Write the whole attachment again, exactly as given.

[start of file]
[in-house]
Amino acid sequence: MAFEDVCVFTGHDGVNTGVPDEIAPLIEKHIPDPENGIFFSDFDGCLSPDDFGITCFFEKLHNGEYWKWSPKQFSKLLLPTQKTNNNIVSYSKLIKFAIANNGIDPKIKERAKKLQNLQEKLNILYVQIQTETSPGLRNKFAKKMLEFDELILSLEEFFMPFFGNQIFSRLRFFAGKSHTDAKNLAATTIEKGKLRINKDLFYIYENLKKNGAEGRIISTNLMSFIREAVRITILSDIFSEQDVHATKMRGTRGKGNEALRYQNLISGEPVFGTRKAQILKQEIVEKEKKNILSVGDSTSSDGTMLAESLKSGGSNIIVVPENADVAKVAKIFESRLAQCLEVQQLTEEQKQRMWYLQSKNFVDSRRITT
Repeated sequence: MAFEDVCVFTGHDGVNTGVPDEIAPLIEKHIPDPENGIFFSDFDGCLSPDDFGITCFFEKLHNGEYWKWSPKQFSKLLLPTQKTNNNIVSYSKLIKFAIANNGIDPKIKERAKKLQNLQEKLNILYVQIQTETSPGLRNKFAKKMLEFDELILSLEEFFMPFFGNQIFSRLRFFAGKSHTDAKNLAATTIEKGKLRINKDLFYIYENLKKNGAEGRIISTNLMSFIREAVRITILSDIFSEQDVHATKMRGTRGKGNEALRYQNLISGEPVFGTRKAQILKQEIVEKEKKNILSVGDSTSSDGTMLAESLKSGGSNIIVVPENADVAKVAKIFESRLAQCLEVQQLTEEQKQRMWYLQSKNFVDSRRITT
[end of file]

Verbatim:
[in-house]
Amino acid sequence: MAFEDVCVFTGHDGVNTGVPDEIAPLIEKHIPDPENGIFFSDFDGCLSPDDFGITCFFEKLHNGEYWKWSPKQFSKLLLPTQKTNNNIVSYSKLIKFAIANNGIDPKIKERAKKLQNLQEKLNILYVQIQTETSPGLRNKFAKKMLEFDELILSLEEFFMPFFGNQIFSRLRFFAGKSHTDAKNLAATTIEKGKLRINKDLFYIYENLKKNGAEGRIISTNLMSFIREAVRITILSDIFSEQDVHATKMRGTRGKGNEALRYQNLISGEPVFGTRKAQILKQEIVEKEKKNILSVGDSTSSDGTMLAESLKSGGSNIIVVPENADVAKVAKIFESRLAQCLEVQQLTEEQKQRMWYLQSKNFVDSRRITT
Repeated sequence: MAFEDVCVFTGHDGVNTGVPDEIAPLIEKHIPDPENGIFFSDFDGCLSPDDFGITCFFEKLHNGEYWKWSPKQFSKLLLPTQKTNNNIVSYSKLIKFAIANNGIDPKIKERAKKLQNLQEKLNILYVQIQTETSPGLRNKFAKKMLEFDELILSLEEFFMPFFGNQIFSRLRFFAGKSHTDAKNLAATTIEKGKLRINKDLFYIYENLKKNGAEGRIISTNLMSFIREAVRITILSDIFSEQDVHATKMRGTRGKGNEALRYQNLISGEPVFGTRKAQILKQEIVEKEKKNILSVGDSTSSDGTMLAESLKSGGSNIIVVPENADVAKVAKIFESRLAQCLEVQQLTEEQKQRMWYLQSKNFVDSRRITT